– In another case it found a firm offered sales staff a 100% bonus of their basic salary if they sold payment protection safeguard to at least half their customers.
Perhaps a delicious resume came from MoneySavingExpert.com founder Martin Lewis, who has argued that problems within banks’ sales cultures go beyond incentives and stem from poorly trained staff “dressed up as advisers” who do not retain the “moral compass” to know they are misselling.
NOT Olympic standard then!
The second survey was also about banks, but this time into their overall purchaser service, and was carried out by Which?
The following shows their findings of the financial brands ranked alongside their customers showing ranking & overall score:
– First Lineal – 86%
– The One Account – 80%
– Co-operative Bank – 79%
– Smile – 78%
– Coventry Building Patriciate – 74%
– ING – 74% Saga – 71%
– Nationwide – 69%
– Yorkshire Building Upper Class – 69%
– Marks & Spencer – 67%
– Intelligent Finance – 65%
– Britannia – 64%
– Tesco Bay – 63%
– Yorkshire Bank – 61%
– Sainsbury’s Finance – 61%
– HSBC – 60%
– AA – 60%
– Cheltenham & Gloucester – 60%
– Post Office – 60%
– Modest Medium – 60%
– Cahoot – 59%
– Clydesdale Salt Away – 57%
– NatWest – 56%
– Barclays – 54%
– Lloyds TSB – 51%
– Northern Rock – 51%
– Royal Bank of Scotland – 50%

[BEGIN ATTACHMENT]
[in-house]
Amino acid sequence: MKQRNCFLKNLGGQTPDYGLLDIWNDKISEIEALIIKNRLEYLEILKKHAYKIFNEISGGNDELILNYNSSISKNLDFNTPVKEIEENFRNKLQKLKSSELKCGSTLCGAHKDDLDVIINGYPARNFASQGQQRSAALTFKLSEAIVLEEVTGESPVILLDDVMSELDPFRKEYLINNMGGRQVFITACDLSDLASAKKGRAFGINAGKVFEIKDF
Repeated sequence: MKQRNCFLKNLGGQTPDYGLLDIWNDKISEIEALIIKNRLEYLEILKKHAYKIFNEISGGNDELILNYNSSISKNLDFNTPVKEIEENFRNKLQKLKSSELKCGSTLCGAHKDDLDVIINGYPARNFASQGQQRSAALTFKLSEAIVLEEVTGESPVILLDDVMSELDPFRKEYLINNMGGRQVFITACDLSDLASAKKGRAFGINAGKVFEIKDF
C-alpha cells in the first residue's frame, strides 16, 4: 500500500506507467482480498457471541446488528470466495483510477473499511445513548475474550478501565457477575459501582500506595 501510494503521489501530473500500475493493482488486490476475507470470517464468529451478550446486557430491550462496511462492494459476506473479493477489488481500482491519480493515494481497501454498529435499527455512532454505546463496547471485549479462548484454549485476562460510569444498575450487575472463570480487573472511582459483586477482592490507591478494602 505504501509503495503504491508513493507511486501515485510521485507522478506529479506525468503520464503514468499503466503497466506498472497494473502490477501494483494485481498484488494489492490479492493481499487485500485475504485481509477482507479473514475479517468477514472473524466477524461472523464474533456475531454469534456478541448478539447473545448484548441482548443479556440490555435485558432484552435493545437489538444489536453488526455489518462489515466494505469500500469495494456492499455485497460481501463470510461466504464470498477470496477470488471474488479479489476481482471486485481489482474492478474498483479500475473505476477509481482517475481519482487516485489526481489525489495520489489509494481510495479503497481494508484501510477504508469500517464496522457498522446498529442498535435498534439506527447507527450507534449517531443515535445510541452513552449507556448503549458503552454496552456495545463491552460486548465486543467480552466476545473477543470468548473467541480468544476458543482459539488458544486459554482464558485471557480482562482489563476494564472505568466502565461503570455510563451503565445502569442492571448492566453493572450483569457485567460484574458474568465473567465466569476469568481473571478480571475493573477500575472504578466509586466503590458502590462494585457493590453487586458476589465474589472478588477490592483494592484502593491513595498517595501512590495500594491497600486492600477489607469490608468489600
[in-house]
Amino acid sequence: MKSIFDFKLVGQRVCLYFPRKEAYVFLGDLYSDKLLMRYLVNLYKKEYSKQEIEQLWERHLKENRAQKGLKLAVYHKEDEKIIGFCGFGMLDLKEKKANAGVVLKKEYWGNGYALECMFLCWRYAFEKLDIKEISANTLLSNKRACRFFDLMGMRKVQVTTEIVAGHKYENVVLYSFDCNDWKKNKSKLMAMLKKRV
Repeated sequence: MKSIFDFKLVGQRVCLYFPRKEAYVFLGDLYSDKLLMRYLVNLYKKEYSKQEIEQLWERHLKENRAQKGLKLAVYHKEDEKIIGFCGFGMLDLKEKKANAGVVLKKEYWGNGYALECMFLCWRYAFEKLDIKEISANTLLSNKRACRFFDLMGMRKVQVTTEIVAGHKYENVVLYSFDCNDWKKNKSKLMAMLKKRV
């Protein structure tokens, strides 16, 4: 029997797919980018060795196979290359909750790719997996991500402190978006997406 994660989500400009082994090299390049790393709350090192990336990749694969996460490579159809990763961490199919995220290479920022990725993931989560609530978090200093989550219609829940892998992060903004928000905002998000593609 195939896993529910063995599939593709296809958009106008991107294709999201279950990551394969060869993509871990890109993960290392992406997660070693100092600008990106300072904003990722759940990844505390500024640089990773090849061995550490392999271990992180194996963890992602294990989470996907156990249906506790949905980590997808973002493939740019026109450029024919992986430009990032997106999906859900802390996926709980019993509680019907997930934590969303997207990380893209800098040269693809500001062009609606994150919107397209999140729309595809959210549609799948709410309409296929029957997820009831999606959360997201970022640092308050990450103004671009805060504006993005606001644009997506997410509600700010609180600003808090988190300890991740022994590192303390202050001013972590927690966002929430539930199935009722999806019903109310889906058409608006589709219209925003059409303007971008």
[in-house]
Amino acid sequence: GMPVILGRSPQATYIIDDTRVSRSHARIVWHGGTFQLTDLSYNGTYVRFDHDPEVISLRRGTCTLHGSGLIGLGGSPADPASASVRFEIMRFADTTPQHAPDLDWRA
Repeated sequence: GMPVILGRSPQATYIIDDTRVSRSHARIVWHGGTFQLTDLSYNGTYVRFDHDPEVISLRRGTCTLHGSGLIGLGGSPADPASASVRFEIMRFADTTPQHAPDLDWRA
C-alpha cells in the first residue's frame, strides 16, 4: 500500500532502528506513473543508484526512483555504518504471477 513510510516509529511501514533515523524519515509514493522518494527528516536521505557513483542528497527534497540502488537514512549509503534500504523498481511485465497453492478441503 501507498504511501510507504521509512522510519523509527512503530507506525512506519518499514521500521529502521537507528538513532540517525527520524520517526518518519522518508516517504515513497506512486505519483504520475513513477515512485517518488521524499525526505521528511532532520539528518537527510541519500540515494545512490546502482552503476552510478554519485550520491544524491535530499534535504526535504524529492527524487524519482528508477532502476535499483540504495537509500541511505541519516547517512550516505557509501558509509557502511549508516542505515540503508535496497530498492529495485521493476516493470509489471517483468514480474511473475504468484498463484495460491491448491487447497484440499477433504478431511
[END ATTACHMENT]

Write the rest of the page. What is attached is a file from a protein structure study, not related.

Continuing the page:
– Bank of Scotland – 49%
– Halifax – 48%
– Santander – 46%
Average – 62%
How has your bank done?
Which? summarised by saying:
The findings come ahead about the launch regarding a major new Which? campaign calling for fundamental changes in banking culture to put customers first.
Richard Lloyd, Which? executive director, said:
“Consumers are constantly being let flocculent when it comes to customer service. This is not good enough, we want to see fundamental changes in the culture of banking and a return to banking for customers, not bankers.
Our survey shows that those banks that get off the extra mile to preserve their customers happy are rated far higher than banks who may offer slightly half products instead interest rates.
All banks need to start putting customers first”
So, even though the results are not a surprise to most of us, coming after such a positive uplifting Olympics, it leaves a much worse taste in the mouth.
At the same time, the results in the table can be viewed with the glass half full and those banks with scores above 75% show that many consumers do scale furthermore like dealing with their bank.
No one is perfect of course, nevertheless a bit added of the Olympic standards would be most welcome.
Think very carefully about using a bank for financial advice. At the very least get a second opinion.
Even on the most basic of services such as a current account, it is worth checking alternatives.
If you retain any doubts about much advice or products that you have taken from a bank, hence it is live you at least review your circumstances with someone who is totally independent and impartial.
At least then you’ll have the peace of mind knowing that you’ve checked.